The objects – including two ‘Benin Bronze’ plaques from the royal palace – will be handed to Nigerian officials this evening (Monday, 28 November 2022) at a ceremony marking the transfer of ownership of 72 items taken by force from Benin City in 1897. The Horniman’s Trustees agreed in July to transfer ownership, as the ‘moral and appropriate’ response to a request from Nigeria’s National Commission for Museums and Monuments (NCMM).
The six objects are:
- a brass plaque depicting Oba Orhogbua (circa 1550-1578) holding a staff representing authority and power, and with Iwu, royal tattoos
- a brass plaque depicting Agban, the Ezomo (Deputy Commander in Chief of the Benin army), towards the end of the reign of Oba Orhogbua (circa 1550-1578) and the start of the reign of Oba Ehengbuda (circa 1578-1608)
- a brass hip ornament depicting a face or mask
- an ivory staff of office depicting a carved relief figure of an Oba
- an ivory arm cuff carved with heads and abstract shapes, part of royal regalia
- a carved wooden box frame, likely for holding a mirror.
bracelet (arm ornaments); armlet (arm ornament)
Museum founder Frederick Horniman bought the ivory objects and the wooden frame from Mr. W. J. Hider, C.B.S Royal Navy, in March 1897. Hider accompanied General Rawson’s military incursion into Benin City in February 1897, and was personally involved in the looting.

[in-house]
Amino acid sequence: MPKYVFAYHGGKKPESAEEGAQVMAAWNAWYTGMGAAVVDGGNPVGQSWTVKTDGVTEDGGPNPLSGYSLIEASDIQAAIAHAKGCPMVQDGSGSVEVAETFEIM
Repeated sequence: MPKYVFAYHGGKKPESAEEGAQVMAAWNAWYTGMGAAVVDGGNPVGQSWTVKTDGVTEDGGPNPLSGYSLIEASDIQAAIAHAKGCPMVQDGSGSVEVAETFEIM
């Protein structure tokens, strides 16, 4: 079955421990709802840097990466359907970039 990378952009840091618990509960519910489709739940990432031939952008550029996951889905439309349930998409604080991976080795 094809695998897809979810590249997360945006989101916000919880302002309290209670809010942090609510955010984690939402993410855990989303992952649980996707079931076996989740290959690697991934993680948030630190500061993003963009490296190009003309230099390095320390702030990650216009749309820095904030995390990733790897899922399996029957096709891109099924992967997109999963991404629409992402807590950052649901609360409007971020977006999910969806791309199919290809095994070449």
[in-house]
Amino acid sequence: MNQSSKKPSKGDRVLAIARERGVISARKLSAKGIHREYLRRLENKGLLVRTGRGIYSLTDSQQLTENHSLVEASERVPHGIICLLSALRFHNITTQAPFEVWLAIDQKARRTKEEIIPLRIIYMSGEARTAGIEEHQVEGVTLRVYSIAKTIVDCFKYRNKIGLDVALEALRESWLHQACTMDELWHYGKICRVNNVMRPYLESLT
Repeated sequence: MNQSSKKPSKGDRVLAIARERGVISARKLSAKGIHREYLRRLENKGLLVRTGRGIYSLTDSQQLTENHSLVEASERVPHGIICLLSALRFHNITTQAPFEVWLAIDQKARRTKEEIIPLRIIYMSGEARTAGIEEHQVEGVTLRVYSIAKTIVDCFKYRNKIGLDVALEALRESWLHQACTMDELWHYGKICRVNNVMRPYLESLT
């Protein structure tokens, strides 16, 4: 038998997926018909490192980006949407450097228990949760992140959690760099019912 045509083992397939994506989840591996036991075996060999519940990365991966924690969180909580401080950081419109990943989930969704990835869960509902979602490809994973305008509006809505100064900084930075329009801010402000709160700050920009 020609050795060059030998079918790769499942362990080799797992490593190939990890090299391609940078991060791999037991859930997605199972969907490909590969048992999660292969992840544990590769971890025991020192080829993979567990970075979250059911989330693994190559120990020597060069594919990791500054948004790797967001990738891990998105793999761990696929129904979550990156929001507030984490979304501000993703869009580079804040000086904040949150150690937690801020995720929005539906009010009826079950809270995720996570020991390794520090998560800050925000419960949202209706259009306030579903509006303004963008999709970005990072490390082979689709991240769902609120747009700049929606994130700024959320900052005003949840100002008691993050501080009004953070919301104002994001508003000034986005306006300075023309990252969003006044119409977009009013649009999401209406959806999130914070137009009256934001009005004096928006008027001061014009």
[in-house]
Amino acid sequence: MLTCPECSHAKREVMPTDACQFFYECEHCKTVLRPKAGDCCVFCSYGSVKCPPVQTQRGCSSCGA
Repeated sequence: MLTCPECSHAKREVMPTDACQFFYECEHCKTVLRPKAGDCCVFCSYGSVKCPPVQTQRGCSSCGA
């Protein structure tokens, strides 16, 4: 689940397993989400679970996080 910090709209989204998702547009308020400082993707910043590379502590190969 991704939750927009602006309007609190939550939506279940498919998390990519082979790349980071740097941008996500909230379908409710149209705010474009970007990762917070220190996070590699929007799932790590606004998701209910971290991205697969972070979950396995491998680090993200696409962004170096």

Richard Quick, the Horniman’s first curator, purchased the plaques and hip ornament on 4 October 1899 as part of a collection of high status Benin City objects including a key from the ‘Kings House’. The seller, James Tingley, was a resident of Forest Hill, close to the Horniman; how he acquired the objects is unclear.
The six objects – selected in consultation with the NCMM as being representative of the collection of 72 items – form the first wave of physical repatriation of Benin objects from the Horniman. A new agreement between the NCMM and the Horniman will allow the remainder to stay in the UK on loan for now, with a second phase of physical repatriations to follow in due course.
Four of the six items returning in November were previously on display in the Horniman’s World Gallery. Their former places in the display case are now marked by their empty mounts alongside labels explaining they are to return to Nigeria.
The decision of the Horniman trustees to return the objects looted from Benin City in 1897 culminates today in the signing over of ownership to Nigeria. However, it does not represent the end of the process. We hope that actually it marks the beginning of a long-term and mutually beneficial relationship between the Horniman and colleagues in Nigeria.
The National Commission for Museums and Monuments is delighted with this signing of the transfer agreement to Nigeria and looks forward to mutual collaborations with the Horniman Museum and Gardens, including loans of objects, circulation, touring exhibitions, research, etc. I call on other museums to emulate from the Horniman’s example.